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Thread: Just took the "Maximum Control 1" course and wow!

  1. #1

    Thumbs up Just took the "Maximum Control 1" course and wow!

    Hi All,

    About a year ago, I returned to riding after a 13 year hiatus and on impulse bought a very lightly used 2013 R1200RT with only 5400 miles. It is the dream bike I had been pining over for those 13 years. I tried to do it smartly and took some private riding lessons as a refresher and since have put about 6,000 miles in the last 11 months. I love the bike and I love riding it but before I got too overconfident, I felt it was a good time to take some more real training...the RT is a little top heavy and my slow speed maneuvering needed some help.

    This past Saturday, I took MotoMark1's Maximum Control 1 day long class in Burlington, NC (https://www.motomark1.com/coarse/2-wheel-coarse-10/). This class was perfect for me and the timing could not have been better. I highly recommend it for any rider that needs a brush up on slow speed bike handling. The class is predominantly cone drills, mixed in with breaks to review and critique video taken during the drills. The instruction starts with basic in line cone weaving while the instructors provide feedback and correction through the helmet intercom, progressing through offset cone weaving and ending with about 20 foot tight circles. The day ended with an incredible confidence booster "follow the leader" exercise doing turns, weaves, circles and direction changes that I could have never done a mere 6 hrs earlier!

    The instructors were supremely experienced, have obviously been doing this a very long time and very personable. At one point we had more instructors and helpers than students all supervising the various drills. To top it off, they include a pretty savory and healthy lunch of chicken kabobs, salad and pita bread. Given the emphasis on clutch control, expect your left hand to get a workout!

    I will be practicing what I learned over the next few months (my RT and NC weather affords me the luxury of year round riding) and plan on taking the level 2 class at some point.

    In summary, I highly recommend this course and if you are anywhere close, MotoMark1 can help arrange lodging discounts nearby if you want to make a weekend of it and take both level 1 and 2 over two days. Last but not least....many thanks to the MBWMOA Paul B scholarship fund who helped defer the cost of the class!!!

    Gary B
    Chapel Hill, NC

  2. #2
    John. jstrube's Avatar
    Join Date
    Nov 2009
    Location
    Atwater, CA
    Posts
    1,200
    I would love to take a slow speed course using borrowed bikes, like a fleet of RTPD bikes outfitted with plenty of protection. The thing that hinders my training is not a fear of falling, but a fear of dropping my bike, and causing damage. If I could practice this skill using a hard to damage version of my bike, I would definitely push myself harder.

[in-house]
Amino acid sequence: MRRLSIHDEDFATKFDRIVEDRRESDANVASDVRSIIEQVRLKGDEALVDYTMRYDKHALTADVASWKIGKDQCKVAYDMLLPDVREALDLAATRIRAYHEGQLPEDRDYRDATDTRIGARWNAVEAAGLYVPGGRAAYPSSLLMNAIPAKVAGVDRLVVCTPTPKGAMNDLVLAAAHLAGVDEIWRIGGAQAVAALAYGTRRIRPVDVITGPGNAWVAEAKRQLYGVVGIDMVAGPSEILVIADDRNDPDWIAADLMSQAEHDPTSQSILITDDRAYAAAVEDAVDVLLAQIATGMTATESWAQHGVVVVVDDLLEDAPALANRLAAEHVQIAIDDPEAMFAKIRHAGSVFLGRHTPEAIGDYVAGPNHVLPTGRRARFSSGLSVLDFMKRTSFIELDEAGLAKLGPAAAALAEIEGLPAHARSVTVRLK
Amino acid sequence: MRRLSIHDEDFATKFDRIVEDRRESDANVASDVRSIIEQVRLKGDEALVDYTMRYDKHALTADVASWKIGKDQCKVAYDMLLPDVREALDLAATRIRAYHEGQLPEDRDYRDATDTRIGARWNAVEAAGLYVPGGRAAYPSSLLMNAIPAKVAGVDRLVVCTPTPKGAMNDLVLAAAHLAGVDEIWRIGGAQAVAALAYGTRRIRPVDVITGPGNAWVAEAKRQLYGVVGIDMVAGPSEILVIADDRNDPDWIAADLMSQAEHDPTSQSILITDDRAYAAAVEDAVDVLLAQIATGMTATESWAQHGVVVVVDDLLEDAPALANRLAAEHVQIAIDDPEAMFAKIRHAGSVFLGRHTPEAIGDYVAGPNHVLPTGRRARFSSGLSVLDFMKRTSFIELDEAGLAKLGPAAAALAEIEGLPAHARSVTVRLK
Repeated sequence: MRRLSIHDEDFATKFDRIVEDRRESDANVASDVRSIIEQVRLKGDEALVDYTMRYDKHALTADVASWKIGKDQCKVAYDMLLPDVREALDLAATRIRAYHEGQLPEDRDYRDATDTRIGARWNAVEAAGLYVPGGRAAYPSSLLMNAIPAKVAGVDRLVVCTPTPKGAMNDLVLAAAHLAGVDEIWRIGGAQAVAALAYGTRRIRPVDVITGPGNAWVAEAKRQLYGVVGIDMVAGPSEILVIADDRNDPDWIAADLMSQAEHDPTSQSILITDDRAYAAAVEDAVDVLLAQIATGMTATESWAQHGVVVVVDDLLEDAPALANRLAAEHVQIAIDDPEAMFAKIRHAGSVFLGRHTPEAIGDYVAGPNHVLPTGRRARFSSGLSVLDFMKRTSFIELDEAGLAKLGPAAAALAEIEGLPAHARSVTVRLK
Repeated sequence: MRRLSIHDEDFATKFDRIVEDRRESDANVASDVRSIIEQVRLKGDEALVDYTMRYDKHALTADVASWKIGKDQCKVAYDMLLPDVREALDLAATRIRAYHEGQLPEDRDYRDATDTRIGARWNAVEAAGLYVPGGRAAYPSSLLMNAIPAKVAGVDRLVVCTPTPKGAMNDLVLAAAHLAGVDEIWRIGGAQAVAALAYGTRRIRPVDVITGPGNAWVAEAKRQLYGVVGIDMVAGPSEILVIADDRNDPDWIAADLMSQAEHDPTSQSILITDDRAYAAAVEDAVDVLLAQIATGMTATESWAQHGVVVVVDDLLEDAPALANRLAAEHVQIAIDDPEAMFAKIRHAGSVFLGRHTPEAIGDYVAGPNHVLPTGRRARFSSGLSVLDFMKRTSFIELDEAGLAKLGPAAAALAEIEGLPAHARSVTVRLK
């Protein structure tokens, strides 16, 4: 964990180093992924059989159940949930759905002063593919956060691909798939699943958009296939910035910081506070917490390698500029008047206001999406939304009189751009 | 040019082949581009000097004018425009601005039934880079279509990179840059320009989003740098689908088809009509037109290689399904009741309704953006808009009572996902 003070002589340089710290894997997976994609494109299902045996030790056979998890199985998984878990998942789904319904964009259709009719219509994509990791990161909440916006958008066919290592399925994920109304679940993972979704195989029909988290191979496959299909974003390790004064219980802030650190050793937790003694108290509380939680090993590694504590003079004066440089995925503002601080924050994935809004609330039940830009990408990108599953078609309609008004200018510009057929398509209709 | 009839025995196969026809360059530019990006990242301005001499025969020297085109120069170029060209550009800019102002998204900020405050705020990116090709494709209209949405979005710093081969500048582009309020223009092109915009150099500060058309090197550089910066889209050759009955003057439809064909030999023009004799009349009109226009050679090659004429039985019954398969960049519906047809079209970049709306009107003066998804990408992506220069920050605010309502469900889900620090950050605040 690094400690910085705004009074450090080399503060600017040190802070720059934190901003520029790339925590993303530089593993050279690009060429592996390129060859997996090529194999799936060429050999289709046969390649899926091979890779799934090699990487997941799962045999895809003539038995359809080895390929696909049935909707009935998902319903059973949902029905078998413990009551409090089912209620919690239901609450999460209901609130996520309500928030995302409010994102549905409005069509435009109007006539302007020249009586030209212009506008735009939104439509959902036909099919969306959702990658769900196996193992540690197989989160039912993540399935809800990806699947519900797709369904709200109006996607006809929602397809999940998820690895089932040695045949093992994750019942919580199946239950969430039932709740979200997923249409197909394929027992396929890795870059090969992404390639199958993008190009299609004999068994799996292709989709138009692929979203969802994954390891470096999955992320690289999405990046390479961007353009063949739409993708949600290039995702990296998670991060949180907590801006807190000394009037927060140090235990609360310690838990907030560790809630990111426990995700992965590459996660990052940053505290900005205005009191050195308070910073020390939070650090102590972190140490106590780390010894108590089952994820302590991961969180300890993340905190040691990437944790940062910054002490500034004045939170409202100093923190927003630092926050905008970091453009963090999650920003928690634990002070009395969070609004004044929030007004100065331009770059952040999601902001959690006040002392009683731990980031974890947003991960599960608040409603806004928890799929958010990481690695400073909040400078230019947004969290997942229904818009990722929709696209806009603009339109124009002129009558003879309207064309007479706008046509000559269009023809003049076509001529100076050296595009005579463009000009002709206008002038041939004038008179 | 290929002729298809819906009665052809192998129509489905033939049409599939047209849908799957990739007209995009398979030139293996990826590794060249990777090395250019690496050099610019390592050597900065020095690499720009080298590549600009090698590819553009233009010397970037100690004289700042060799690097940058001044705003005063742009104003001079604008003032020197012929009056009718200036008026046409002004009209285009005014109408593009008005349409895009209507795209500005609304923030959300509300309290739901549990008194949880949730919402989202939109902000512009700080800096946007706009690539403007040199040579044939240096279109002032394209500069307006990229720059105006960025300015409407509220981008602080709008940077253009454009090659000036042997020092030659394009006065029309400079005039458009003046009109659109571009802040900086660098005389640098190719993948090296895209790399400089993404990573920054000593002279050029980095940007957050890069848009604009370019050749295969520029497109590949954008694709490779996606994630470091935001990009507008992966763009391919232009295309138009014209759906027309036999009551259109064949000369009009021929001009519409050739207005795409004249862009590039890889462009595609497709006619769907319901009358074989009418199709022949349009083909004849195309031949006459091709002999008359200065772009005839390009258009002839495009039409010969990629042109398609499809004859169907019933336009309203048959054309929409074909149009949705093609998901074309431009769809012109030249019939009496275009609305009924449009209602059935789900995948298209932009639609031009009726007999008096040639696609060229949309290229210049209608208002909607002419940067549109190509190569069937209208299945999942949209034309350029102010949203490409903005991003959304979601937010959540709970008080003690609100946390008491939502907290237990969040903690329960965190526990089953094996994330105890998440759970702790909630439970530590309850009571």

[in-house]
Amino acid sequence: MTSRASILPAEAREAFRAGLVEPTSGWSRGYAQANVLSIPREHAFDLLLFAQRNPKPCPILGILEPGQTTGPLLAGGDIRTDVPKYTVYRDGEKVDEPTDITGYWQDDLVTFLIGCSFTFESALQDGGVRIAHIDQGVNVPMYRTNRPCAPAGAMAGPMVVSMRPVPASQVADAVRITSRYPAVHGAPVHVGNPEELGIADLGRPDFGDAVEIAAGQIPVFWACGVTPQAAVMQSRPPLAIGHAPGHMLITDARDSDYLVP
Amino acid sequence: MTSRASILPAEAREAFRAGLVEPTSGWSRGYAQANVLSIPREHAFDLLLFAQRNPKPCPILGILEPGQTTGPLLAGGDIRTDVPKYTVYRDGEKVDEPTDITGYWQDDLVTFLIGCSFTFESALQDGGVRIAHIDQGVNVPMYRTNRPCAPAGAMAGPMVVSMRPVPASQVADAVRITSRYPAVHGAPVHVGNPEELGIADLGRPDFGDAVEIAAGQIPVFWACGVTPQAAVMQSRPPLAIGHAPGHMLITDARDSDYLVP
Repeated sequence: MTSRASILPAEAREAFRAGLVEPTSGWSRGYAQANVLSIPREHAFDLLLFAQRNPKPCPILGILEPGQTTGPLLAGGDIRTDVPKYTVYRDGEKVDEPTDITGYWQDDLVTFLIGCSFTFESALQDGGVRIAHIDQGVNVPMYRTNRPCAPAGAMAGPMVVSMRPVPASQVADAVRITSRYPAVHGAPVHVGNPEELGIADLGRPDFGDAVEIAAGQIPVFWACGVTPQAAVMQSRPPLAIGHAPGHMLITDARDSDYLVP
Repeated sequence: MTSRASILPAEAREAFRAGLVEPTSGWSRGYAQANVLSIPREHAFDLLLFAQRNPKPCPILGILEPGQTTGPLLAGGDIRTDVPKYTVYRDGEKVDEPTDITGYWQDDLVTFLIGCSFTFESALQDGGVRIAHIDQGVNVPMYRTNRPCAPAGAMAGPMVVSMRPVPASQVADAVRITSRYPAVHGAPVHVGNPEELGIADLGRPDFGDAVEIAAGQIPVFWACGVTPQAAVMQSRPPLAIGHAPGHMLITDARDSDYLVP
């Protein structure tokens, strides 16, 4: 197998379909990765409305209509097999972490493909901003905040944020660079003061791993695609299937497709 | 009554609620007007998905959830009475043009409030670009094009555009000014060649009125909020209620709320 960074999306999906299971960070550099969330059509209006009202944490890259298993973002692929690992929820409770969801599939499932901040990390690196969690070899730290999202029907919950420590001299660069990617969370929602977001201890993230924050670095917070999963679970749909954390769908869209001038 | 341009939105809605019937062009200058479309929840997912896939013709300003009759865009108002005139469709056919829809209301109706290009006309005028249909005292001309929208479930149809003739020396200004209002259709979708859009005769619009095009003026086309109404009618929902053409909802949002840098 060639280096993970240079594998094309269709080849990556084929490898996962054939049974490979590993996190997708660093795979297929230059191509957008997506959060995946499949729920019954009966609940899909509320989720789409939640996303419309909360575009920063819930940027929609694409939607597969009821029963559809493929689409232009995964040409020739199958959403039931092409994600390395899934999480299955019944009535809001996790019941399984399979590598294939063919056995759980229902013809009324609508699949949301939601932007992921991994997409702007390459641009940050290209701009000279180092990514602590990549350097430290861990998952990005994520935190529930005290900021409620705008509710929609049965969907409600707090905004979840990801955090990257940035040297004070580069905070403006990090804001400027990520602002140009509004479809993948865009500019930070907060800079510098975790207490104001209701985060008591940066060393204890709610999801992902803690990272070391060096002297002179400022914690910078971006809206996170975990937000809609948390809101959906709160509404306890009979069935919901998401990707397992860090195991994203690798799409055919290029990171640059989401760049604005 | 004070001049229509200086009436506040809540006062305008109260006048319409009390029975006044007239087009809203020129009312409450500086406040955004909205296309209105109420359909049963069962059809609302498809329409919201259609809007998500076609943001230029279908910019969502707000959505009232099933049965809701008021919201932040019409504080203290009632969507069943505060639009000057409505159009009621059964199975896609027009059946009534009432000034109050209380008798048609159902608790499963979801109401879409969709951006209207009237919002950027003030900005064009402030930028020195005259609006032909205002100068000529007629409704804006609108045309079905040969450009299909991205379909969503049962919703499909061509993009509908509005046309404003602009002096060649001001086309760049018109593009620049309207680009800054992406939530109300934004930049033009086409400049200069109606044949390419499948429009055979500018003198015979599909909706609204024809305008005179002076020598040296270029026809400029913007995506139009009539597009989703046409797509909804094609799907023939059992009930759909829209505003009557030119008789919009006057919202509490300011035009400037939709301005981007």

Great to hear about this!
    John.
    Atwater, CA
    2015 R1200RT

  3. #3
    Quote Originally Posted by jstrube View Post
    I would love to take a slow speed course using borrowed bikes, like a fleet of RTPD bikes outfitted with plenty of protection. The thing that hinders my training is not a fear of falling, but a fear of dropping my bike, and causing damage. If I could practice this skill using a hard to damage version of my bike, I would definitely push myself harder.

    Great to hear about this!
    Honestly, that was my biggest fear. I have rear crash guards to protect the side cases but only had the plastic cylinder head protectors in the front. I did put my foot down a few times but in the end, I never dropped the bike and none of the other students did either. The skills are taught so gradually that you're less likely to drop the bike as you progress and get a really good handle on the balance and what to do when you feel the bike tipping too much. Ok, one of the instructors dropped a well protected KTM ADV bike but they were goofing around pretty aggressively. My take is it's better to improve skills in a controlled environment in order to save me the grief of dropping it during a ride somewhere where I end up getting stuck (and worse, in front of other riders :-)). I decided my bike is made to ride and it's going to get whacked and scratched some in the process. I'd rather have the confidence than a pristine bike.

  4. #4
    Nick Kennedy
    Join Date
    Nov 2011
    Location
    Telluride Colorado
    Posts
    577
    Remember its not "How" you drop your bike but "When"
    I have 3 and all have been dropped several times over the years.
    Free Advice from the cheap seats.
    Unless it a Honda 125, get some help.
    I fractured my L4 this spring trying to pick up my Kawasaki C-14 by myself.
    Ouch that hurt, bad. 280 miles form home!
    Won't do that again.
    Nick
    2014 C-14
    1990 K75 RT
    1978 R/80

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